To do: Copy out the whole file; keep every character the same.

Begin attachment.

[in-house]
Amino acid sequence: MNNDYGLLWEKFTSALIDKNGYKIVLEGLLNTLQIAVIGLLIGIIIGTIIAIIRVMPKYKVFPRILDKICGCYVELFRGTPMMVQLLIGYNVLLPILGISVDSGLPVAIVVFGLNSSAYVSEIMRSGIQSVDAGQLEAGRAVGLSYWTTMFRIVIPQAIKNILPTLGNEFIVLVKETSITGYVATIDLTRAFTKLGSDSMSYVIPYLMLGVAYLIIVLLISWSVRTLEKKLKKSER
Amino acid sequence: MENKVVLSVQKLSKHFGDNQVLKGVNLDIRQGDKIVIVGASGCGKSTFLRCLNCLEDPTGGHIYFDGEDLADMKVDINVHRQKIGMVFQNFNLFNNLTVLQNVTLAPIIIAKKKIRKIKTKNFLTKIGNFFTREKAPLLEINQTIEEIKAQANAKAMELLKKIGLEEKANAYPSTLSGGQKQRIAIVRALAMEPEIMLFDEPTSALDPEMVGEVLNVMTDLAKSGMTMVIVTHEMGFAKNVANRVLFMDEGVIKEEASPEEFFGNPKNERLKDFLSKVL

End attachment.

[in-house]
Amino acid sequence: MNNDYGLLWEKFTSALIDKNGYKIVLEGLLNTLQIAVIGLLIGIIIGTIIAIIRVMPKYKVFPRILDKICGCYVELFRGTPMMVQLLIGYNVLLPILGISVDSGLPVAIVVFGLNSSAYVSEIMRSGIQSVDAGQLEAGRAVGLSYWTTMFRIVIPQAIKNILPTLGNEFIVLVKETSITGYVATIDLTRAFTKLGSDSMSYVIPYLMLGVAYLIIVLLISWSVRTLEKKLKKSER
Amino acid sequence: MENKVVLSVQKLSKHFGDNQVLKGVNLDIRQGDKIVIVGASGCGKSTFLRCLNCLEDPTGGHIYFDGEDLADMKVDINVHRQKIGMVFQNFNLFNNLTVLQNVTLAPIIIAKKKIRKIKTKNFLTKIGNFFTREKAPLLEINQTIEEIKAQANAKAMELLKKIGLEEKANAYPSTLSGGQKQRIAIVRALAMEPEIMLFDEPTSALDPEMVGEVLNVMTDLAKSGMTMVIVTHEMGFAKNVANRVLFMDEGVIKEEASPEEFFGNPKNERLKDFLSKVL